Retailers’ Cross-Screen Challenges Remain

A new Winterberry Group/Signal study sheds light on the struggles retailers face in trying to engage on-the-go customers across their many devices. But Signal’s CEO has some suggestions.

Marketers have a plethora of choices when it comes to available targeting tools and strategies designed to get digital consumers into their physical stores. However, achieving the “holy grail” of engaging customers across devices and driving offline purchases remains elusive, a survey of retail brands by Winterberry Group shows.

The study, co-sponsored by marketing data provider Signal (formerly known as BrightTag), reveals a disagreement on whether retailers will find greater effectiveness by using different software solutions for different applications, or whether it’s better to rely on single software platforms/suites that attempt to be a sort of “one-stop” targeting shop.

“What’s frustrating retailers is the complexity and fragmentation, and the lack of integration between toolsets, and that’s where we’re seeing a tipping point,” says Mike Sands, Signal’s CEO. “Regardless of what approach a retailer decides to take, they still find themselves facing connectivity challenges that stand in the way of creating seamless [cross-channel] experiences for customers.”

Why does this matter? Well, with customers now glued to their “smart devices” both at home and on-the-go, retailers who can’t reach them seamlessly at all points could miss out on buyers — big time.

Sands has some suggestions for how marketers can manage their data to better reach customers in the meantime, as tools in the space evolve to keep up with their changing needs:

  • Banish silos: Align your strategy and marketing operations around the customer journey, with departments working to deliver a consistent experience. All of your team members should have the right skill sets to launch and manage cross-channel initiatives. The necessary expertise can be gathered in-house or through agency, vendor, or other third-party partnerships.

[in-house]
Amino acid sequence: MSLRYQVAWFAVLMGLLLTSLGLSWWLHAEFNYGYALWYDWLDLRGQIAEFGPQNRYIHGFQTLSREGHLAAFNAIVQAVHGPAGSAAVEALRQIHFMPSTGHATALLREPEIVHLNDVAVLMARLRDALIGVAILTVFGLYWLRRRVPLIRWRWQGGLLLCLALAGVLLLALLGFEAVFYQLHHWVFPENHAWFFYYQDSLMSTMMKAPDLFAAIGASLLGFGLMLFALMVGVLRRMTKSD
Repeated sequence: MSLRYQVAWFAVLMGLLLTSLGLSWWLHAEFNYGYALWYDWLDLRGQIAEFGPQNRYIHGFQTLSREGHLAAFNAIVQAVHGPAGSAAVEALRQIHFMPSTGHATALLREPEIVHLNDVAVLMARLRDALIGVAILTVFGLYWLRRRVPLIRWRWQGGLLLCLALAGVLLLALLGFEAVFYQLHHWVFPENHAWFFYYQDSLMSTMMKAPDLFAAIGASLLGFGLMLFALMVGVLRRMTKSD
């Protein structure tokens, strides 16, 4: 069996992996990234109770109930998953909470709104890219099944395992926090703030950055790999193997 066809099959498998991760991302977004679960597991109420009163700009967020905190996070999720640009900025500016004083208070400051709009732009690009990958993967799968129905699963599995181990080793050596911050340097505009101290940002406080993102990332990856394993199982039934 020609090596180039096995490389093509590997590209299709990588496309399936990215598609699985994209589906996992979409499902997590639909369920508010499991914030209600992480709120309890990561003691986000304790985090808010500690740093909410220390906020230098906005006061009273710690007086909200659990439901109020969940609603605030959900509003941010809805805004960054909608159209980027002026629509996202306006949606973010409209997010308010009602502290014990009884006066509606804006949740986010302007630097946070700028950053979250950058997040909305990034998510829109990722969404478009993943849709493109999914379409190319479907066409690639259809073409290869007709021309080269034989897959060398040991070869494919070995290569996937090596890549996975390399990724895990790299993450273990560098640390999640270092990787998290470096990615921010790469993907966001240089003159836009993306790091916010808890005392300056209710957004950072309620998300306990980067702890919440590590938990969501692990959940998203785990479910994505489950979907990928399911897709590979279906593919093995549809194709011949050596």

• Create a data strategy: Catalog the types of data you have access to and which are most relevant to meet your marketing goals. Map out how your existing technological investments can be leveraged across all relevant channels. Consider the big picture of how customers interact with your brand across touch-points, and let that be your guide to sending a consistent message that will lead to purchase.
  • Make integration a chief priority in your technology acquisition strategy: Be sure that all your teams are trained in this area. When buying new solutions, select vendors that provide clear roadmaps to making their technologies connect to the rest of the ecosystem.

Retailers will adapt to today’s multi-channel world, and tools will catch up to help them do so, Sands says. But that doesn’t mean that things are likely to simplify: “Capabilities tend to pool over time, either organically or through merger and acquisition,” Sands says. “You see this happening with suites and large enterprise technology providers. But, there’s no question that complexity is here to stay
 and will continue to escalate.”

About The Author
Lauryn Chamberlain Lauryn Chamberlain @laurynchamberla

Lauryn Chamberlain is the Associate Editor of A New York City based journalist, she specializes in stories related to retail, dining, hospitality, and travel.